B. To provide a flexible fire-proof packaging material able to prevent the spread of fire either by itself or when laminated to other materials e.g. polymer films or paper.
C. To provide a combined fire and moisture resistant barrier for example an external facing for building materials.
D. As a container for thermal insulation material which is of a powdered or fibrous nature to prevent the dispersion of the insulation either at high temperatures or after prolonged use.
E. To provide an electrical insulation layer (e.g. a sheathing for cables) that will not disintegrate when exposed to fire or other high temperature conditions.
F. As a fire-proof membrane that will provide a protected enclosure during fire conditions to restrict the spread of smoke or gases or other contamination.
G. As a protective screen, blanket or shield against sparks or flames e.g. from a welding torch.
H. As separators for articles being treated in furnaces or kilns or as spacers for valuable documents e.g. to reduce the risk of complete destruction by fire.
Vermiculite sheets made by casting or forming an aqueous paste or slurry of the vermiculite compositions described herein, with or without gasification, may be used as fire-resistant facings or layers in, for example, the manufacture of plastics foam laminates and especially isocyanate-based foam laminates such as polyurethane and polyisocyanurate foam laminates.
Thus, for example, the vermiculite sheet may be formed continuously by extruding an aqueous paste or slurry of the vermiculite composition onto a carrier belt, which may be a porous mesh, drying the sheet with hot air and either depositing an isocyanate-based foam mix on the sheet and processing it through a commercially available laminator such as that described in an article entitled "A New Development Machine for the Continuous Lamination of Rigid Urethane Foam" published in "Rubber and Plastics Age" 1966, Vol. 47, No. 1, page 57, or feeding the sheet as the bottom facing in a lamination process such as that described in U.K. Pat. No. 1,053,192 or as a centre core in a lamination process such as that described in U.K. Pat. No. 1,136,046. In all cases the isocyanate-based foam may contain glass fibre or other reinforcement to improve the stiffness and fire performance of the laminate.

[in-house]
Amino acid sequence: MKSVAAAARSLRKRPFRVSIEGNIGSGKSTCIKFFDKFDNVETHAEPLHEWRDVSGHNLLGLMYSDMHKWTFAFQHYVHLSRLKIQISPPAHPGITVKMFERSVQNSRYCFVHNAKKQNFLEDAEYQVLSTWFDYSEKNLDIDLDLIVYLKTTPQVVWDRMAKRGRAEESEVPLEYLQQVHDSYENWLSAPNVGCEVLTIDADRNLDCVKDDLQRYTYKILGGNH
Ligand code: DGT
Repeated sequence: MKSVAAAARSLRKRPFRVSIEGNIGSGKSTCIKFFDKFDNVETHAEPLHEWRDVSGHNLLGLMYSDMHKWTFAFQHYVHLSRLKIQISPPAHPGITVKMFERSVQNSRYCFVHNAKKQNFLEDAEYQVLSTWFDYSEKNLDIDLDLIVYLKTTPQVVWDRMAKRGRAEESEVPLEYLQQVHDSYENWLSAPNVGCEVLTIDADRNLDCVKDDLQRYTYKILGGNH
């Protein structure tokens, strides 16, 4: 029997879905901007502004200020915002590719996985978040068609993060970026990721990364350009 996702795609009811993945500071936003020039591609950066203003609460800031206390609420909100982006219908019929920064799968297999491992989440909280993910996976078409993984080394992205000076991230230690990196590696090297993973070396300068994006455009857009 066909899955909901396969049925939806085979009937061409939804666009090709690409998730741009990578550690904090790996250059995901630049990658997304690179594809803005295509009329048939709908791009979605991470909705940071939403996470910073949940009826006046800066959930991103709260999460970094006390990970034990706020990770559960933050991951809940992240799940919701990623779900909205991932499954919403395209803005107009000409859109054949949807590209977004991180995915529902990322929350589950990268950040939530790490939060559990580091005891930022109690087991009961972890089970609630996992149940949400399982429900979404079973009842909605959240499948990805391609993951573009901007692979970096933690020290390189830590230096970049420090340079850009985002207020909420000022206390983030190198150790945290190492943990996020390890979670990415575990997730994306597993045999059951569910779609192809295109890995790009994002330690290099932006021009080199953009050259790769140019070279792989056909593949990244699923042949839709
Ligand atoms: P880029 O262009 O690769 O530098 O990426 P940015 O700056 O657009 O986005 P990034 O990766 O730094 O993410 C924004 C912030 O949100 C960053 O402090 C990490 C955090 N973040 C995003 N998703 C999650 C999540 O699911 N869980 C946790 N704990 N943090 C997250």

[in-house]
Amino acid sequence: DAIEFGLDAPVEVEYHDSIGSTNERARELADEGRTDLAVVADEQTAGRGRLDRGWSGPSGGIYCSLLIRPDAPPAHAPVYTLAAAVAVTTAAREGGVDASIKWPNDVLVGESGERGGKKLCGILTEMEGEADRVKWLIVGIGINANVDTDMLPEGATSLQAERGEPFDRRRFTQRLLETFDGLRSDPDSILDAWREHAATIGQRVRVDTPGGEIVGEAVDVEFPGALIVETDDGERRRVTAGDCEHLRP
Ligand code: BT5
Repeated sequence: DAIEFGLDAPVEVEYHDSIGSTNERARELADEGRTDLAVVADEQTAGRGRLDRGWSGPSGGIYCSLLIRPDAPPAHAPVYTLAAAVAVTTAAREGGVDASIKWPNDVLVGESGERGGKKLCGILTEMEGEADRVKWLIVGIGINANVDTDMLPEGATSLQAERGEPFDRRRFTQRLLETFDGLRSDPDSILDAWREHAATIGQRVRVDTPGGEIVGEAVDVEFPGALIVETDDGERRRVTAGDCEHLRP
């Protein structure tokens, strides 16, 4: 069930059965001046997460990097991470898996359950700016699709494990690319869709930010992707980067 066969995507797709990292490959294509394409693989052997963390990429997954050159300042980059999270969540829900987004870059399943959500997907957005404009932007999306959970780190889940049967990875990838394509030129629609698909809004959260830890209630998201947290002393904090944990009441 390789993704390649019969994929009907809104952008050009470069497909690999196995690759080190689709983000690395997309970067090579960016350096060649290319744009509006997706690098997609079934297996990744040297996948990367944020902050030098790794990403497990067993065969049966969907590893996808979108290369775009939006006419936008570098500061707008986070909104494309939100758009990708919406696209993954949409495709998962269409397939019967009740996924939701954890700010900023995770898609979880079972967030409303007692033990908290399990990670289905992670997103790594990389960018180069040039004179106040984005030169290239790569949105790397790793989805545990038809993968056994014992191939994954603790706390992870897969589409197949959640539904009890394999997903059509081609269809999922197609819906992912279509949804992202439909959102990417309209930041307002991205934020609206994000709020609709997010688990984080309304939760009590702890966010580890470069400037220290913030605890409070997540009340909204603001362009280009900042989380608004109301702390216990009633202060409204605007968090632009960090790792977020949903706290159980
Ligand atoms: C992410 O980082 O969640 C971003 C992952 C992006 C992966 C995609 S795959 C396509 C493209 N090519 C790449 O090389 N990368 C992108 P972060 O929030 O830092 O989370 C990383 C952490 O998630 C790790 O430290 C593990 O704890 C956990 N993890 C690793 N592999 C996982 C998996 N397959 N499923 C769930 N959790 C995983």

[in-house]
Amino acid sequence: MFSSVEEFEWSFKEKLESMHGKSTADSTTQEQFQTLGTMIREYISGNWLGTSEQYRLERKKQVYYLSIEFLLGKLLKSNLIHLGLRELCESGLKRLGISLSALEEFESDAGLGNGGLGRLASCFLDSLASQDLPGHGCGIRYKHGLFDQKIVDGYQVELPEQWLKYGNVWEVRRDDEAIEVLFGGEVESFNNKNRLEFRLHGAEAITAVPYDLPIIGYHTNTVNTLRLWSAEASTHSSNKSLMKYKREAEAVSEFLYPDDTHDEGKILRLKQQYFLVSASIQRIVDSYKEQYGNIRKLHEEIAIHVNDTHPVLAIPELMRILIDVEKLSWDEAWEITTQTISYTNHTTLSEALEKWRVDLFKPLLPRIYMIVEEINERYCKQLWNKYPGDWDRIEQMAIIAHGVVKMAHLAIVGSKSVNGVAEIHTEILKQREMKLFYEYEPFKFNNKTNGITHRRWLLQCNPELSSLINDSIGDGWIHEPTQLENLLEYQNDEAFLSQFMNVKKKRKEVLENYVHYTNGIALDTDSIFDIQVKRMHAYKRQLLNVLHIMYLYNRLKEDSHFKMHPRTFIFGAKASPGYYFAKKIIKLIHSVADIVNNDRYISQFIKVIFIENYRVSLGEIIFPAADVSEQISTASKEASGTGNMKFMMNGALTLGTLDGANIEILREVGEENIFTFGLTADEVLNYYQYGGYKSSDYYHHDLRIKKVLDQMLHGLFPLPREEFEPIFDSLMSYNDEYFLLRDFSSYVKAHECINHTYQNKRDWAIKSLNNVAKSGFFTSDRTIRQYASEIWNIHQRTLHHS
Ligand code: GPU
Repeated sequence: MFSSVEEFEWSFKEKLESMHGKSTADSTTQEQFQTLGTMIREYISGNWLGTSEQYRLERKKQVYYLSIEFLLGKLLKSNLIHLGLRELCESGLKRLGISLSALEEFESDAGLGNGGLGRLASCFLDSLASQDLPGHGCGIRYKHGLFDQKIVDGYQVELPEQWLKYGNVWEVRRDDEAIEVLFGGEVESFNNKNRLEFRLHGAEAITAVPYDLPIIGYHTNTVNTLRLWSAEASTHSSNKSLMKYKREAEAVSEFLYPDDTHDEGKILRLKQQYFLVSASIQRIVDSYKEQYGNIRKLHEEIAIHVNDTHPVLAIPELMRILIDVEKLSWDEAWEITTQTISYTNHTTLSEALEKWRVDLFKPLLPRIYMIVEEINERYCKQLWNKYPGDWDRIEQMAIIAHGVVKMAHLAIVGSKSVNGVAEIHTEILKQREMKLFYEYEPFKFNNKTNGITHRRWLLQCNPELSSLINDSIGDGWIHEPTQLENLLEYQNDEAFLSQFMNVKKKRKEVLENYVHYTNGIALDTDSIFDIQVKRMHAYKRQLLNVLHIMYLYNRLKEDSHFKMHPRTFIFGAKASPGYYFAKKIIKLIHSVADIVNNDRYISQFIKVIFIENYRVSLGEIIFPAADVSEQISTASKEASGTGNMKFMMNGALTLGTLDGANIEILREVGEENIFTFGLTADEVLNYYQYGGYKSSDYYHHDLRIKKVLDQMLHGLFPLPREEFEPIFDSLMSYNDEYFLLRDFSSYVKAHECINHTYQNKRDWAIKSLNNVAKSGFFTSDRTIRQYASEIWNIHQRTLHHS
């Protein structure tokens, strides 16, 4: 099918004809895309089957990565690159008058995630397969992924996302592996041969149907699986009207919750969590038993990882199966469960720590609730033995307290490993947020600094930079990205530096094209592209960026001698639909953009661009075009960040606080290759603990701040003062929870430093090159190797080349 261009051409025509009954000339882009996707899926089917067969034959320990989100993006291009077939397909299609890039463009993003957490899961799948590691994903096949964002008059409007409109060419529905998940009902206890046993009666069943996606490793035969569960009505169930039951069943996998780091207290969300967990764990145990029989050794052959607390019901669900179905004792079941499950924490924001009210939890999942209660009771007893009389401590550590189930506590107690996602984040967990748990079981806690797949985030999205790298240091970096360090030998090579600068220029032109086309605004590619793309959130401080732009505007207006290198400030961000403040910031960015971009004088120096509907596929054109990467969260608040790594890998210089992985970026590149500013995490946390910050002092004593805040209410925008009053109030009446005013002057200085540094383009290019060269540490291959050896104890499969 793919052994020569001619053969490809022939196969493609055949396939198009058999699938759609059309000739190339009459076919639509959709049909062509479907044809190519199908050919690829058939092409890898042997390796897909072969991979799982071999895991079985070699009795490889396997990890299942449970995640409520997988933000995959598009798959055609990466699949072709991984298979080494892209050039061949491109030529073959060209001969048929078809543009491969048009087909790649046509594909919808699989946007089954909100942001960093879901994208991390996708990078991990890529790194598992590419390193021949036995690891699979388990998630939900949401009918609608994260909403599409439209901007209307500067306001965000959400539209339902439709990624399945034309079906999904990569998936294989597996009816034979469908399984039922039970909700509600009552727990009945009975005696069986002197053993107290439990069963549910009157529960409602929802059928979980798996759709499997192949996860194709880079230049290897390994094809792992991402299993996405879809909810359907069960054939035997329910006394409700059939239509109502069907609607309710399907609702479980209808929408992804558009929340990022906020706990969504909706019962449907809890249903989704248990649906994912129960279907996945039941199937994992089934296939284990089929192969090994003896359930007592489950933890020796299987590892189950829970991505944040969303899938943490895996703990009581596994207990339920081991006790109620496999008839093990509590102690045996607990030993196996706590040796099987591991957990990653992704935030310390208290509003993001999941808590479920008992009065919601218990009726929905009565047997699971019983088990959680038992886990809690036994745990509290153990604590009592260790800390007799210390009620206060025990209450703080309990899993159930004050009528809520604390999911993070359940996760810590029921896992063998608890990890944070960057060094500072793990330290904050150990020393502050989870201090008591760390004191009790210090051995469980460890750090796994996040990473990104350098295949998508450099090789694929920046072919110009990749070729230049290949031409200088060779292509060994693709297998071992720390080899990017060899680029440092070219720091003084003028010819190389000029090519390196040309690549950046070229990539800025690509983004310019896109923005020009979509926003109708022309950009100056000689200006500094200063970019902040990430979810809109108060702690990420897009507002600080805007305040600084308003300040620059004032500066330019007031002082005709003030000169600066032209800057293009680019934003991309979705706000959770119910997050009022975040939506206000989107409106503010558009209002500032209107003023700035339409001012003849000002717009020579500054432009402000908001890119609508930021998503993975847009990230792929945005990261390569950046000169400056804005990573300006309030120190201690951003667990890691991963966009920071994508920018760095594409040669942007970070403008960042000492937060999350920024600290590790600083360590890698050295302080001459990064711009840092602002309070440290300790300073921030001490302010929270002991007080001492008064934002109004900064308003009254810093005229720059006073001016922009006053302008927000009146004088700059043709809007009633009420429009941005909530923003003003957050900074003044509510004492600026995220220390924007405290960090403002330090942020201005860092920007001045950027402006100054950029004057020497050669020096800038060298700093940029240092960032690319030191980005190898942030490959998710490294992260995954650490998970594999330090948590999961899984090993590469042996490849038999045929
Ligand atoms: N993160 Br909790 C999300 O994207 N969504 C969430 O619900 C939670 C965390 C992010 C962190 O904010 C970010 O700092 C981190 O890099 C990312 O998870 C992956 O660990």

The invention is illustrated by the following Examples.
A 20 Kg batch of South African vermiculite (Mandoval micron grade) was refluxed for 30 minutes in 25 l of saturated salt solution and after thorough washing in de-ionised water, filtered and returned to the 50 l reflux vessel where it was refluxed for a further 30 minutes in 25 l of 1 N n-butylammonium chloride solution. After thorough washing in de-ionised water and allowing to stand overnight the bulk volume of the ore had expanded to 70 l. The aqueous suspension of swollen vermiculite was adjusted to 20% w/w concentration then milled for 30 minutes in a Hobart vertical cutter mixer (Model VCM 40) at a speed of 3000 rpm, the larger vermiculite particles were removed from most batches by passing the suspension through a vibrating sieve having an aperture size of 50 μm. The suspension obtained from this classification step contained a lower solids concentration due to some larger particles of vermiculite being retained on the sieve. The suspension was concentrated by evaporation of water on a large heated tray until the concentration by weight of solids was again 20% w/w. The 20% w/w suspension classified or not was whipped into a foam using a Kenwood Chef mixer having a planetary beater. A known weight of wet foam and a weighed quantity of an alkaline earth oxide or hydroxide in particulate form were carefully blended together in the mixer using minimum speed and then the wet foam was placed in a tray heated to 70° C. in order to dry it. The compressive strengths of dried blocks of foam using different oxides and hydroxides are shown in Tables 1 and 2. The values of compressive strengths were determined on an Instron tensometer after equilibration in an atmosphere of relative humidity 52% for 18 hours and the density of each block was calculated from the weight and a volume measurement obtained from its overall dimensions.